These are my notes from a sermon series I did through the book of James. It has not been proofed for spelling or grammatical errors. I present it to you as-is.

God’s Word is filled with paradoxes. A paradox is defined as “a statement that is seemingly contradictory or opposed to common sense and yet is perhaps true.” Let me give you some examples from the Bible:

  • Paul said, “When I am weak, then I am strong” (2 Cor. 12:10, NLT)
  • Jesus said, “Anyone who finds his life will lose it, and anyone who loses his life because of me will find it” (Matt. 10:39, ESV).
  • Jesus said, “Whoever wants to be a leader among you must be your servant” (Mark 10:43, NLT)
  • Paul said, “We own nothing, and yet we have everything” (2 Cor. 6:10, NLT).
  • Jesus said, “The last will be first, and the first last” ( 20:16, NLT).

All those statements catch our attention because they sound contradictory at first, until you think about them. A paradox is a powerful tool for truth, because it makes people think. There are some things in life that we really need to think deeply and carefully about.

One of those things is found in James 1:9-11 and James uses a paradox to help grab our attention about it and to help us think about it. Take a careful look at James 1:9-11, “Believers who are poor have something to boast about, for God has honored them. 10 And those who are rich should boast that God has humbled them. They will fade away like a little flower in the field. 11 The hot sun rises and the grass withers; the little flower droops and falls, and its beauty fades away. In the same way, the rich will fade away with all of their achievements” (NLT). Before we get into the meat of this, let me give you some general observations.

  • General observation #1: James gives us two paradoxes. The first deals with the poor, “Believers who are poor have something to boast about, for God has honored them.” As you will see, the poor are rich. Then James says, “Those who are rich should boast that God has humbled them.” As you will see, the rich are poor. Those statements of truth sound contradictory, but they are true… once you think about them and understand them. That’s the purpose of a paradox. God uses them to cause us to pause and slow down and think deeper about it. And that’s what we are going to do.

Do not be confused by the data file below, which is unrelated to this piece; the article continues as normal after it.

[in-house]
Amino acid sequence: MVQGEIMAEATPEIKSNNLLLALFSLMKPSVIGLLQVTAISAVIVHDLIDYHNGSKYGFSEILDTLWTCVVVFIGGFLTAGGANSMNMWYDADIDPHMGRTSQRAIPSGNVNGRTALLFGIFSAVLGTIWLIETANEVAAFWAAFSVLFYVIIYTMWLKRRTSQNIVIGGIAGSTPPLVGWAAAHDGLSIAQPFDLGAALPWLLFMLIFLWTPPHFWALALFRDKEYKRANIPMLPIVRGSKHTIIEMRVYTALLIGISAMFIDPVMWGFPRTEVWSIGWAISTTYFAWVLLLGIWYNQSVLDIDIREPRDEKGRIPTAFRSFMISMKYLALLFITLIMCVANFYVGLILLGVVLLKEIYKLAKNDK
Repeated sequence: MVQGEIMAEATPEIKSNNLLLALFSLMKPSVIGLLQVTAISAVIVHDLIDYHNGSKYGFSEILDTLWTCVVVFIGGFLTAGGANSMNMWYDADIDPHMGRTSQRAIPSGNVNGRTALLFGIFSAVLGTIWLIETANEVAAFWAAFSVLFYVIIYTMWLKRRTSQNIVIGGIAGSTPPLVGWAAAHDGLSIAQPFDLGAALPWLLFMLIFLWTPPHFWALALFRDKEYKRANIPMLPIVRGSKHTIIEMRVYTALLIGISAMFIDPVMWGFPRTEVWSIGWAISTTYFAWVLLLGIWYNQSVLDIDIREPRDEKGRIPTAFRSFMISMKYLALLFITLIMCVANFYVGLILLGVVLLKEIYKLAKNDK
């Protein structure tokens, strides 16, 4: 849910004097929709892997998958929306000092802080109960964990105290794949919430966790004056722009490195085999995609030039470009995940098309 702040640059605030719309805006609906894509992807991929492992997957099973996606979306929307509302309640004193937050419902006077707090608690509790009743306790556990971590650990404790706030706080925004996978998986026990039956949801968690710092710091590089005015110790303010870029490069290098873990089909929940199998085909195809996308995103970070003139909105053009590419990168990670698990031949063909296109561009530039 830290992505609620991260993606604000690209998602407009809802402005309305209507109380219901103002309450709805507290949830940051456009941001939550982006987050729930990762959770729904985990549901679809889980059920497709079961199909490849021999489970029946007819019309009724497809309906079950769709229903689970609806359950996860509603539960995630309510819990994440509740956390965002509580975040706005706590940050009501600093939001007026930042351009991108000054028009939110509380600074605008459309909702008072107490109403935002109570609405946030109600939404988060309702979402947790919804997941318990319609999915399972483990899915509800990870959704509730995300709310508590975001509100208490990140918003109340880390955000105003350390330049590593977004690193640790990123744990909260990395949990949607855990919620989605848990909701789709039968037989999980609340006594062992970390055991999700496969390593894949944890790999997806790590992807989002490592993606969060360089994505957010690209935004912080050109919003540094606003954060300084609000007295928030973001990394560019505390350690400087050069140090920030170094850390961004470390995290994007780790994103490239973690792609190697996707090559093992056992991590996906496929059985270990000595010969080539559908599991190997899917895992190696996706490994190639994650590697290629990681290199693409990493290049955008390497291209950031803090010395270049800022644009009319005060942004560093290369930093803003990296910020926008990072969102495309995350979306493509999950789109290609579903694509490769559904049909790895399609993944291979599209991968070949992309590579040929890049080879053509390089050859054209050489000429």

• General observation #2: Everyone will go through a trial. Why does James mention these two people groups now? Why is he talking about the rich and the poor? Because everyone goes through a trial. So far James has been talking about troubles and trails and how to face them with joy, faith, endurance, and wisdom. In verse 9 he identifies two types of believers who will be tested. They will be tested differently, but they will be tested.

One will be tested in their poverty and the other will be tested in their wealth. They both need faith and wisdom to face the test.

  • The poor will be challenged to endure the temptations that come with having very little.
  • The rich will be challenged with temptations that money cannot fix.

Everyone, the rich and the poor and all in between, will go through trials.

Listen to this wise prayer in Proverbs 30:8-9, “Give me neither poverty nor riches! Give me just enough to satisfy my needs. For if I grow rich, I may deny you and say, “Who is the Lord?” And if I am too poor I may steal and thus insult God’s holy name” (NLT).

  • The temptation or test for the rich is to rely on their money to meet their needs and fix their problems and eventually drift away from God to where they forget Him and ask, “Who is the Lord?” which is another way to say, “God, who needs Him?”
  • On the other hand, the temptation for the poor will be to doubt God by taking matters into their own hands. They may steal for what they need rather than trusting God to provide what they need. If the poor were to ask a question it would be, “Where is the Lord?” He hasn’t provided yet. Where is He when you need Him?